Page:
Ruby Objects and Dot Syntax

Coming from JavaScript I'm very accustomed to doing something like this:

var person = { name: 'Rob', city: 'San Francisco' }

console.log( person.city );   // 'San Francisco'

Using dot syntax to access a Hash is second nature to me. That's why I was surprised when I ran into the following error yesterday while writing some Ruby.

person = {name: 'Rob', city: 'San Francisco'}  
 => {:name=>"Rob", :city=>"San Francisco"} 

puts person.city

NoMethodError: undefined method `city' for {:name=>"Rob", :city=>"San Francisco"}:Hash  

"Hmm, weird," I thought. I know I've seen dot syntax used in Ruby before..what gives?

Dot Syntax and the Ruby Hash Object

As it turns out Ruby does not support dot syntax for the Hash object. If I had wanted to access the city property from my previous example I should have done it using the symbol key like so:

person[:city]  
 => "San Francisco"

There are a few data structures that are very similar to Hashes and seeing those used in the wild perhaps threw me off. So I figured I'd write a post about the do's and dont's of dot syntax and how different object types react to it.

Class

The first and most obvious one is the Class object. Really I'm talking about instances of a Class here, for example an instance of class Person might have a city attribute. Here's what that would look like.

class Person  
  def initialize(name, city)
    @name = name
    @city = city
  end

  def name
    @name
  end

  def city
    @city
  end
end

person = Person.new('Rob', 'San Francisco')  
 => #<Person:0x007ff15412a8c0 @name="Rob", @city="San Francisco">

person.city  
 => "San Francisco" 

Since I've defined methods for both name and city, using dot syntax to access those properties basically means we're calling those methods. The methods just return the instance variables, acting as getters. You can shorten this by using attr_reader or attr_accessor.

class Person  
  attr_accessor :name, :city
  def initialize(name, city)
    @name = name
    @city = city
  end
end

person = Person.new('Rob', 'San Francisco')  
 => #<Person:0x007ff15412a8c0 @name="Rob", @city="San Francisco">

person.city  
 => "San Francisco" 

Struct

The Struct object is another commonly used element which allows dot access to its attributes. Quoting from the documentation:

A Struct is a convenient way to bundle a number of attributes together, using accessor methods, without having to write an explicit class.

Examples speak louder than words so here's our Person again.

Person = Struct.new(:name, :city)  
 => Person 

person = Person.new('Rob', 'San Francisco')  
 => #<struct Person name="Rob", city="San Francisco">

person.city  
 => "San Francisco"

As I understand it a Struct is basically sealed after you've given it an initial definition. This means that you can't keep tacking on properties like you can with a Hash

# Continuing from above...

person.age = 28  
NoMethodError: undefined method `age=' for #<struct Person name="Rob", city="San Francisco">

person[:age] = 28  
NameError: no member 'age' in struct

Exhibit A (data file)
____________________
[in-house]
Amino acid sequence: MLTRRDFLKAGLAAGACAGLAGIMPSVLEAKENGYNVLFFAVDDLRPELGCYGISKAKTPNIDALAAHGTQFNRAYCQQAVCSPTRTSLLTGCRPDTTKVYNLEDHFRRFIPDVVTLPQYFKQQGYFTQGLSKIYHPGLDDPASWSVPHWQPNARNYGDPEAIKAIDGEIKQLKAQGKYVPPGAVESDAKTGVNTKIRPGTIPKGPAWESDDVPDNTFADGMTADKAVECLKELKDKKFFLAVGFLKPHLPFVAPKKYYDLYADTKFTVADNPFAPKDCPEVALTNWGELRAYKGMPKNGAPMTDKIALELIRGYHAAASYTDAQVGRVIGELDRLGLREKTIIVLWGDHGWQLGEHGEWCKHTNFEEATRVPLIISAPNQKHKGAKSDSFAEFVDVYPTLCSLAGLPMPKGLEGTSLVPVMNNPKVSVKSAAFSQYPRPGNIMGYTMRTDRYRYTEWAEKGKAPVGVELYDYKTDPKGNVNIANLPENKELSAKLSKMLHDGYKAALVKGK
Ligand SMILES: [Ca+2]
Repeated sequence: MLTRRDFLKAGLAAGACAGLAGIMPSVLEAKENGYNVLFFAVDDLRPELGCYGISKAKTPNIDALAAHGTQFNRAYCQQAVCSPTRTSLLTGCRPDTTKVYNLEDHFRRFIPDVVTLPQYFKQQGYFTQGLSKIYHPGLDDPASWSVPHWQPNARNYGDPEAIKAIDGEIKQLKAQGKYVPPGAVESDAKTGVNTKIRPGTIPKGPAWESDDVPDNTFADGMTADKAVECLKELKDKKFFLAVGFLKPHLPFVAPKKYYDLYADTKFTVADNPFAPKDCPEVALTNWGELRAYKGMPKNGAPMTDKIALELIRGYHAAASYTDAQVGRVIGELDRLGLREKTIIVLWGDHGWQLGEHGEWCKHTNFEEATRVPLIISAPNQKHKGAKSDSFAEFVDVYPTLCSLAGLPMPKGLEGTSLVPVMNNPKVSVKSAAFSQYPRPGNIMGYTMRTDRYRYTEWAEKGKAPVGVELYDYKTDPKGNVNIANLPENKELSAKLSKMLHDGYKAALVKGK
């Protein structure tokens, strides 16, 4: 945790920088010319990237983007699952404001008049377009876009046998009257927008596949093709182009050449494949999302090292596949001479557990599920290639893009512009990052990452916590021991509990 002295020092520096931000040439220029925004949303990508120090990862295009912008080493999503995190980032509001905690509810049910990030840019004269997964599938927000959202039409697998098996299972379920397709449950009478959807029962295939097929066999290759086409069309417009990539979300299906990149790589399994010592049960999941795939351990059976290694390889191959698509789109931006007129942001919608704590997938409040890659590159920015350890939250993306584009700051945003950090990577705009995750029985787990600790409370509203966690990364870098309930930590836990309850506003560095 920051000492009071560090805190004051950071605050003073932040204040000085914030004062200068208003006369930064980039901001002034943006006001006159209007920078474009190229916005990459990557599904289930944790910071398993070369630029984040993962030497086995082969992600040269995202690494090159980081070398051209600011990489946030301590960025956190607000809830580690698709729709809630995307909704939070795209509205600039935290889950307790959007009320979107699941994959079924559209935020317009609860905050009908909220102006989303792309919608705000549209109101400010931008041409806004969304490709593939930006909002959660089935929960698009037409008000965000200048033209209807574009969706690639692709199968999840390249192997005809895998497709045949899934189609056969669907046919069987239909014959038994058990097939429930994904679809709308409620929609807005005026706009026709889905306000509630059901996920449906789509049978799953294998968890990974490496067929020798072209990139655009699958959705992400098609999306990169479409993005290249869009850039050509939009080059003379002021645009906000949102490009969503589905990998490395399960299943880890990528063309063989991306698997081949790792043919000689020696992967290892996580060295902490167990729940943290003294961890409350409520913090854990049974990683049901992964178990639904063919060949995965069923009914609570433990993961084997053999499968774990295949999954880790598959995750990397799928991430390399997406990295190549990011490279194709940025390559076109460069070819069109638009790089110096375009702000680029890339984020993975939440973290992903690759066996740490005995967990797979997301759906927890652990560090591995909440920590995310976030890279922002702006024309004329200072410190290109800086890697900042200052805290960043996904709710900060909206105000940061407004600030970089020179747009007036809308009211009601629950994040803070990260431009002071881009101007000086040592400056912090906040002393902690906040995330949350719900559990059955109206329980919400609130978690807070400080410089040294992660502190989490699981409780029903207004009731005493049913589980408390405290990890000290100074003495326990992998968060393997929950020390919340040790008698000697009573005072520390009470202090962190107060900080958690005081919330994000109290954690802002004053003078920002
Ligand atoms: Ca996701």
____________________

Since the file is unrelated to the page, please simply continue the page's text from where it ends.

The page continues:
OpenStruct

Finally we come to the OpenStruct which has both dynamic attributes and dot syntax. The documentation describes it like so:

An OpenStruct is a data structure, similar to a Hash, that allows the definition of arbitrary attributes with their accompanying values.

And again here is our Person from before. Note that OpenStruct needs you to require it.

require 'ostruct'

person = OpenStruct.new  
 => #<OpenStruct> 

person.name = 'Rob'  
 => "Rob" 

person.city = 'San Francisco'  
 => "San Francisco" 

person.city  
 => "San Francisco" 

If you noticed, we didn't need to define the attributes of our Person before creating an instance of it. This means we could keep adding attributes indefinitely. Want your person to respond to age? Just tack it on.

person.age = 28  
 => 28

person.age  
 => 28

For the sake of brevity you can pass in a Hash and OpenStruct will covert it for you.

require 'ostruct'

person = OpenStruct.new(name: 'Rob', city: 'San Francisco')  
 => #<OpenStruct name="Rob", city="San Francisco"> 

person.city  
 => "San Francisco"

This all seems wonderful but there's one huge caveat which comes from the way OpenStruct finds all of these dynamic attributes. As the documentation describes it:

An OpenStruct utilizes Ruby’s method lookup structure to and find and define the necessary methods for properties. This is accomplished through the method methodmissing and definemethod.

This should be a consideration if there is a concern about the performance of the objects that are created, as there is much more overhead in the setting of these properties compared to using a Hash or a Struct.

Definitely keep that in mind if you're writing time sensitive code. In those situations you'll want to use a Hash or a Struct instead.

Source:

http://www.ruby-doc.org/core-1.9.3/Class.html
http://www.ruby-doc.org/core-1.9.3/Struct.html
http://ruby-doc.org/stdlib-1.9.3/libdoc/ostruct/rdoc/OpenStruct.html
http://stackoverflow.com/questions/9356704/unable-to-use-dot-syntax-for-ruby-hash
http://www.rubyist.net/~slagell/ruby/accessors.html

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